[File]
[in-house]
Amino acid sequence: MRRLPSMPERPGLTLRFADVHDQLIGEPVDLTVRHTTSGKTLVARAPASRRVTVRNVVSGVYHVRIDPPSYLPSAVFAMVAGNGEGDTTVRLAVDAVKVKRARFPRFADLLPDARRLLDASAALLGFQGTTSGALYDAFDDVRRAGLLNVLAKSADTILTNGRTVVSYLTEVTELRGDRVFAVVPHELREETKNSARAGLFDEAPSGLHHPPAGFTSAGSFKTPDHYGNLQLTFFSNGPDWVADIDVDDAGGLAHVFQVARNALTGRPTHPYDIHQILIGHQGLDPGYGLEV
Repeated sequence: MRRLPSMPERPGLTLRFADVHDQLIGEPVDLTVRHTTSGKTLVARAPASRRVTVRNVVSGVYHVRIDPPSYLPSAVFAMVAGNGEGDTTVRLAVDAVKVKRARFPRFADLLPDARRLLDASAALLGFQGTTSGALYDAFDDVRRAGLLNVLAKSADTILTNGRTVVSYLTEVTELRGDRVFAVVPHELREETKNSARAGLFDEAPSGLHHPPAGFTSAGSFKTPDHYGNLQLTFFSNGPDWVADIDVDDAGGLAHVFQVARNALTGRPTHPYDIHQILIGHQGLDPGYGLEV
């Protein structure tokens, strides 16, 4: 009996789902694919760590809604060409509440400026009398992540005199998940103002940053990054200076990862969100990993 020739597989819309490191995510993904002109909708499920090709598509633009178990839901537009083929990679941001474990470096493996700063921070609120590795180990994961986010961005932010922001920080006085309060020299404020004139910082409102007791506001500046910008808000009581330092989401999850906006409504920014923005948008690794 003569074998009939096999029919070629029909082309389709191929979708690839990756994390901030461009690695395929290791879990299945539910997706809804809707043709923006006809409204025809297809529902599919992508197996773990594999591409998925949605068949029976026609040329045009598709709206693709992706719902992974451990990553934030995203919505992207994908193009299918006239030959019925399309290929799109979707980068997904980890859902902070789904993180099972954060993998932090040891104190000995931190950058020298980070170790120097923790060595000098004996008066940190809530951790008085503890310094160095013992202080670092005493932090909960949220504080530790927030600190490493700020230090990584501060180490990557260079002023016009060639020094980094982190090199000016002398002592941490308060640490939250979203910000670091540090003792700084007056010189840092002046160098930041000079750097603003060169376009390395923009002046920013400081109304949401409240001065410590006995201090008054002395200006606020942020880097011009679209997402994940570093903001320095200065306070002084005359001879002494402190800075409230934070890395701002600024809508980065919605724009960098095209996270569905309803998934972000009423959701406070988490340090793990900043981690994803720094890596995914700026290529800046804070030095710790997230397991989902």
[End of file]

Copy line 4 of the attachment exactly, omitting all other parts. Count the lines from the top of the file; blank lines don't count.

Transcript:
């Protein structure tokens, strides 16, 4: 009996789902694919760590809604060409509440400026009398992540005199998940103002940053990054200076990862969100990993 020739597989819309490191995510993904002109909708499920090709598509633009178990839901537009083929990679941001474990470096493996700063921070609120590795180990994961986010961005932010922001920080006085309060020299404020004139910082409102007791506001500046910008808000009581330092989401999850906006409504920014923005948008690794 003569074998009939096999029919070629029909082309389709191929979708690839990756994390901030461009690695395929290791879990299945539910997706809804809707043709923006006809409204025809297809529902599919992508197996773990594999591409998925949605068949029976026609040329045009598709709206693709992706719902992974451990990553934030995203919505992207994908193009299918006239030959019925399309290929799109979707980068997904980890859902902070789904993180099972954060993998932090040891104190000995931190950058020298980070170790120097923790060595000098004996008066940190809530951790008085503890310094160095013992202080670092005493932090909960949220504080530790927030600190490493700020230090990584501060180490990557260079002023016009060639020094980094982190090199000016002398002592941490308060640490939250979203910000670091540090003792700084007056010189840092002046160098930041000079750097603003060169376009390395923009002046920013400081109304949401409240001065410590006995201090008054002395200006606020942020880097011009679209997402994940570093903001320095200065306070002084005359001879002494402190800075409230934070890395701002600024809508980065919605724009960098095209996270569905309803998934972000009423959701406070988490340090793990900043981690994803720094890596995914700026290529800046804070030095710790997230397991989902």